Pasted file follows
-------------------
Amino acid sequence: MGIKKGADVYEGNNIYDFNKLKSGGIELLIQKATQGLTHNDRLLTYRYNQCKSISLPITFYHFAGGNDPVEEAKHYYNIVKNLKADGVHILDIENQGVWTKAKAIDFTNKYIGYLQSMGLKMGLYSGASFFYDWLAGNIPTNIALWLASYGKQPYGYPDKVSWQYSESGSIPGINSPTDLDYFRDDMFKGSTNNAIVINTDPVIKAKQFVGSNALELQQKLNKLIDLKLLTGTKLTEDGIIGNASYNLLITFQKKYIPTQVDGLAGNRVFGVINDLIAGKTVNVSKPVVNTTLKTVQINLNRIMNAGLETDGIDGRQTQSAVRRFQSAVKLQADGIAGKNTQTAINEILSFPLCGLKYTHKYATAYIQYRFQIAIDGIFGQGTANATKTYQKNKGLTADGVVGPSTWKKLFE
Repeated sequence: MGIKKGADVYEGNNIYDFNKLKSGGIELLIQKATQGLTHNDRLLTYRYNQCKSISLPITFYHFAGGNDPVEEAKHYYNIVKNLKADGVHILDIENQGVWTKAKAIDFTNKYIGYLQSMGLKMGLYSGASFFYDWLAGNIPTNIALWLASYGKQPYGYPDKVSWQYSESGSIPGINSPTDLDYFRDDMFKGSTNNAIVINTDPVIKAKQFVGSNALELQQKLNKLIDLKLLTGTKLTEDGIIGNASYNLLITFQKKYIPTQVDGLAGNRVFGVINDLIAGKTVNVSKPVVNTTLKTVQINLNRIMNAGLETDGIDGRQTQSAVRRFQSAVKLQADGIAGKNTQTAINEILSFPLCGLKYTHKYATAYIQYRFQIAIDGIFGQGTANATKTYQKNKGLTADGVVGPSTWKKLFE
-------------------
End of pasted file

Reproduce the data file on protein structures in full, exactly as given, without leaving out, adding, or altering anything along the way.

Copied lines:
Amino acid sequence: MGIKKGADVYEGNNIYDFNKLKSGGIELLIQKATQGLTHNDRLLTYRYNQCKSISLPITFYHFAGGNDPVEEAKHYYNIVKNLKADGVHILDIENQGVWTKAKAIDFTNKYIGYLQSMGLKMGLYSGASFFYDWLAGNIPTNIALWLASYGKQPYGYPDKVSWQYSESGSIPGINSPTDLDYFRDDMFKGSTNNAIVINTDPVIKAKQFVGSNALELQQKLNKLIDLKLLTGTKLTEDGIIGNASYNLLITFQKKYIPTQVDGLAGNRVFGVINDLIAGKTVNVSKPVVNTTLKTVQINLNRIMNAGLETDGIDGRQTQSAVRRFQSAVKLQADGIAGKNTQTAINEILSFPLCGLKYTHKYATAYIQYRFQIAIDGIFGQGTANATKTYQKNKGLTADGVVGPSTWKKLFE
Repeated sequence: MGIKKGADVYEGNNIYDFNKLKSGGIELLIQKATQGLTHNDRLLTYRYNQCKSISLPITFYHFAGGNDPVEEAKHYYNIVKNLKADGVHILDIENQGVWTKAKAIDFTNKYIGYLQSMGLKMGLYSGASFFYDWLAGNIPTNIALWLASYGKQPYGYPDKVSWQYSESGSIPGINSPTDLDYFRDDMFKGSTNNAIVINTDPVIKAKQFVGSNALELQQKLNKLIDLKLLTGTKLTEDGIIGNASYNLLITFQKKYIPTQVDGLAGNRVFGVINDLIAGKTVNVSKPVVNTTLKTVQINLNRIMNAGLETDGIDGRQTQSAVRRFQSAVKLQADGIAGKNTQTAINEILSFPLCGLKYTHKYATAYIQYRFQIAIDGIFGQGTANATKTYQKNKGLTADGVVGPSTWKKLFE